Sirtuin 3 (Sirt3), which is localized in mitochondria, facilitates fatty-acid oxidation by deacetylation of long-chain acyl-CoA dehydrogenase, which catalyzes β-oxidation of fatty acids.[42] Moreover, Sirt3 was shown to increase the production of ketone bodies during fasting by deacetylation of 3-hydroxy-3-methylglutaryl CoA synthase 2.[43] As evidence suggests that intake of H2 water inhibits down-regulation of Sirt3,[44] inhaled H2 gas might enhance the production of ketone bodies by increasing levels of Sirt3 during exercise. In addition, Lee et al.[45] observed that H2 activates adenosine monophosphate-activated protein kinase, which promotes fatty acid uptake and oxidation.[46]

Taken together, this suggests that inhaled H2 gas might have reinforced the mitochondrial lipid metabolism, at least in the liver where H2 was accumulated at high concentrations,[17] and consequently augmented VAcetone during exercise. However, it should be noted that some previous studies found that H2 intensified mitochondrial functions adopted chronic intake of H2.[17],[40],[44] Further animal research is needed to identify how H2 acutely affects mitochondrial metabolism.

In the present study, we adopted 1% as the concentration of H2 gas for inhalation, based on evidence showing the beneficial effects of 1% H2 gas.[14],[47],[48] In contrast, a previous investigation demonstrated that inhalation of 2% and 4% H2 gas suppressed hepatic cell death to a greater extent compared to 1% H2 gas.[47] Therefore, it is possible that the inhalation of a concentration of H2 gas that is higher than 1% could increase hepatic metabolism further. Additional studies are thus required to elucidate whether VAcetone is augmented in a H2 concentration-dependent manner.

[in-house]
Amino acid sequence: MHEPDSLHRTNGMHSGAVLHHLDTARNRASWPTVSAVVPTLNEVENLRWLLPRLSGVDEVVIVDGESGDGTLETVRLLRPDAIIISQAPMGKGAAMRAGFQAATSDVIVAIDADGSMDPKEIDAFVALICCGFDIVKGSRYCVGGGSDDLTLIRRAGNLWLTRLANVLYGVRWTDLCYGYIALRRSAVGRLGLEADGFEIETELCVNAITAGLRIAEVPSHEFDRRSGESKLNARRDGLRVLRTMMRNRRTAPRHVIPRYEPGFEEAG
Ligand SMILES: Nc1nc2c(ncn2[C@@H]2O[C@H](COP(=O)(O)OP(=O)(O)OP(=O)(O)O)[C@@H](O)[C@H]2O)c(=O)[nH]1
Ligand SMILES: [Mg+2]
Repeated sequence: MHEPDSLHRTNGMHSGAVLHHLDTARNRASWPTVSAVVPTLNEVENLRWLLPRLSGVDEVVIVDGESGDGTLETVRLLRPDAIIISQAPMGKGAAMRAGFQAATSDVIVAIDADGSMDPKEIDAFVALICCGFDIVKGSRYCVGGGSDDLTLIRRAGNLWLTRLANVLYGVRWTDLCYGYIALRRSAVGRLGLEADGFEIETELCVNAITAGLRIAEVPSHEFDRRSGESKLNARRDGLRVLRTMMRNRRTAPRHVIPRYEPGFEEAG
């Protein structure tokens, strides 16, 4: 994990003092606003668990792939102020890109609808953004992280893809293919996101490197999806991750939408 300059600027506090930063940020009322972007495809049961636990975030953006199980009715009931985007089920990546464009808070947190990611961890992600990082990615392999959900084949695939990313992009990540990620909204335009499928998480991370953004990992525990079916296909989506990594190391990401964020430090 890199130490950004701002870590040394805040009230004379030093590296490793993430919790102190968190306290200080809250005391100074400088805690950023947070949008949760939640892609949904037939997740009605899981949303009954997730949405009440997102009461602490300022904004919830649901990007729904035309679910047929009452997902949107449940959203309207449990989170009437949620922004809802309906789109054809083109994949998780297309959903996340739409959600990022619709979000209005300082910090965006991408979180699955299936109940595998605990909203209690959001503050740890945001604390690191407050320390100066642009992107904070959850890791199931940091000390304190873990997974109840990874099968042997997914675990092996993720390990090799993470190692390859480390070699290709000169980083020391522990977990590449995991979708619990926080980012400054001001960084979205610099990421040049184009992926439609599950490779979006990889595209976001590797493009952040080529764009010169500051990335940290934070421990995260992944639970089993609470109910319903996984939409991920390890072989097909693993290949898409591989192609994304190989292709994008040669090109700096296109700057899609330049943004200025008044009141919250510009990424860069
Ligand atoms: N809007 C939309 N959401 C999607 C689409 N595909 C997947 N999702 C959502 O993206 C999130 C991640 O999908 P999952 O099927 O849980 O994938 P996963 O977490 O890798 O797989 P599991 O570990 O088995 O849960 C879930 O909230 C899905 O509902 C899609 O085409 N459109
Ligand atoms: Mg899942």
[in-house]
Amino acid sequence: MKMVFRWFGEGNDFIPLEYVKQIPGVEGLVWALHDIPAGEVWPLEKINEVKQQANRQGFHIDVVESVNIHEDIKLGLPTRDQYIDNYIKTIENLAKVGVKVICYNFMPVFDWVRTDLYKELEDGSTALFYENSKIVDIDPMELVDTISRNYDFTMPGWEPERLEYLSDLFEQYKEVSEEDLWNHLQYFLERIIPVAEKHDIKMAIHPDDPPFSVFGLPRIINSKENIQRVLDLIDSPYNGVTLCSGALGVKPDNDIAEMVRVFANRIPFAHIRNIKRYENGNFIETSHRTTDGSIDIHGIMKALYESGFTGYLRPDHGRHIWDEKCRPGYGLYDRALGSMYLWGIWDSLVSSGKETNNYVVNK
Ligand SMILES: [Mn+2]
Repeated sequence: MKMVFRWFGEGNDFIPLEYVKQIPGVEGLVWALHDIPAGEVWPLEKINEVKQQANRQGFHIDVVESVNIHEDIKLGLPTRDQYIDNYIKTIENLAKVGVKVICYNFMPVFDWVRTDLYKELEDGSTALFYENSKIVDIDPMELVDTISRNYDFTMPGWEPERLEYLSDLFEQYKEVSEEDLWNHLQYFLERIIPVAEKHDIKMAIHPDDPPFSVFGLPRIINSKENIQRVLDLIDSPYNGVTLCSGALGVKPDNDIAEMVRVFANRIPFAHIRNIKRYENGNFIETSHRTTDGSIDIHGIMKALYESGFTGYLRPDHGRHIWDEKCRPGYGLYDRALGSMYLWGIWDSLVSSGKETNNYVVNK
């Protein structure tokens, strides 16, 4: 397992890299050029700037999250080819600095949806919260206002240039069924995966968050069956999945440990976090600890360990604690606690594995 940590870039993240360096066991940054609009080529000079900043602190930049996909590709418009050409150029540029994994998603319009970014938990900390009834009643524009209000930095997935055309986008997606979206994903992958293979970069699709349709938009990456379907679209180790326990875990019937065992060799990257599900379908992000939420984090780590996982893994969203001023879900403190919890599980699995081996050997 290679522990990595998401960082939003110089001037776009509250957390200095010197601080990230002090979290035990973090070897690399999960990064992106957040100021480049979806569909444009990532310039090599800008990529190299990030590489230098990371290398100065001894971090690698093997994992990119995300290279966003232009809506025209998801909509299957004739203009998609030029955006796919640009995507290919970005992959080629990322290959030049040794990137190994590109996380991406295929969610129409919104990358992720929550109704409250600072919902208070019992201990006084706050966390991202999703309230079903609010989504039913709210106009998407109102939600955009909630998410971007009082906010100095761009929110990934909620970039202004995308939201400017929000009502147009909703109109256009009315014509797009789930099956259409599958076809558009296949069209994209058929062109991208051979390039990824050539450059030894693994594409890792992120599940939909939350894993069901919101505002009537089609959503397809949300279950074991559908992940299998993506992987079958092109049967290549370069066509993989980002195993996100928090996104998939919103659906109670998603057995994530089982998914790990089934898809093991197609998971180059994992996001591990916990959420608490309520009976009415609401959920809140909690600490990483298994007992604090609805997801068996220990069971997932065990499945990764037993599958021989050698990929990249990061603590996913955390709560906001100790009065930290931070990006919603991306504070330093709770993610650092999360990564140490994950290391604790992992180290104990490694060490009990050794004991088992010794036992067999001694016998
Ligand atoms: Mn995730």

To our knowledge, no studies have investigated the acute effects of H2 inhalation on energy metabolism at rest in healthy humans. In the present study, inhalation of H2 gas did not change VAcetone and VO2 during rest in the SRE experiment. This suggests at least, that the ‘acute’ effects of H2 on hepatic metabolism might require “exercise”-induced increases in lipolysis and/or in mitochondrial metabolism. However, Nakai et al.[49] showed that 4-week administration of H2-supplemented water up-regulated hepatic metabolism-related genes in healthy rats. Indeed, one explanation for inhalation of H2 gas not changing VAcetone and VO2 during rest might be an insufficient duration of H2 inhalation. A limitation of the present study is the lack of a direct evidence to demonstrate the mechanisms that inhalation of H2 gas augmented VAcetone during exercise. Further studies to clarify the effect of “chronic” inhalation of H2 on hepatic metabolism in humans and explore the mechanism of H2 gas inhalation are required.

Clinical implications